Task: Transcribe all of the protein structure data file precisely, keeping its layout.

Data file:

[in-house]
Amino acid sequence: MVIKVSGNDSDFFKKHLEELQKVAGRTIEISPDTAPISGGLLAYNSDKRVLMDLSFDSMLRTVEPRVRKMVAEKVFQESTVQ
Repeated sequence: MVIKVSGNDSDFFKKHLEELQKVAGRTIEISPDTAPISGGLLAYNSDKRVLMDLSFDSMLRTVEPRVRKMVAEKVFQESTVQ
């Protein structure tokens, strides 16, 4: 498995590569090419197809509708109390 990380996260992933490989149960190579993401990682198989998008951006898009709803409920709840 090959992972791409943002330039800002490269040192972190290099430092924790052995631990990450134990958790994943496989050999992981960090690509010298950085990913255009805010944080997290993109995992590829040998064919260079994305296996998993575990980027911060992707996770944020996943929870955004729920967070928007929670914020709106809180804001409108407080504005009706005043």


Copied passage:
[in-house]
Amino acid sequence: MVIKVSGNDSDFFKKHLEELQKVAGRTIEISPDTAPISGGLLAYNSDKRVLMDLSFDSMLRTVEPRVRKMVAEKVFQESTVQ
Repeated sequence: MVIKVSGNDSDFFKKHLEELQKVAGRTIEISPDTAPISGGLLAYNSDKRVLMDLSFDSMLRTVEPRVRKMVAEKVFQESTVQ
């Protein structure tokens, strides 16, 4: 498995590569090419197809509708109390 990380996260992933490989149960190579993401990682198989998008951006898009709803409920709840 090959992972791409943002330039800002490269040192972190290099430092924790052995631990990450134990958790994943496989050999992981960090690509010298950085990913255009805010944080997290993109995992590829040998064919260079994305296996998993575990980027911060992707996770944020996943929870955004729920967070928007929670914020709106809180804001409108407080504005009706005043």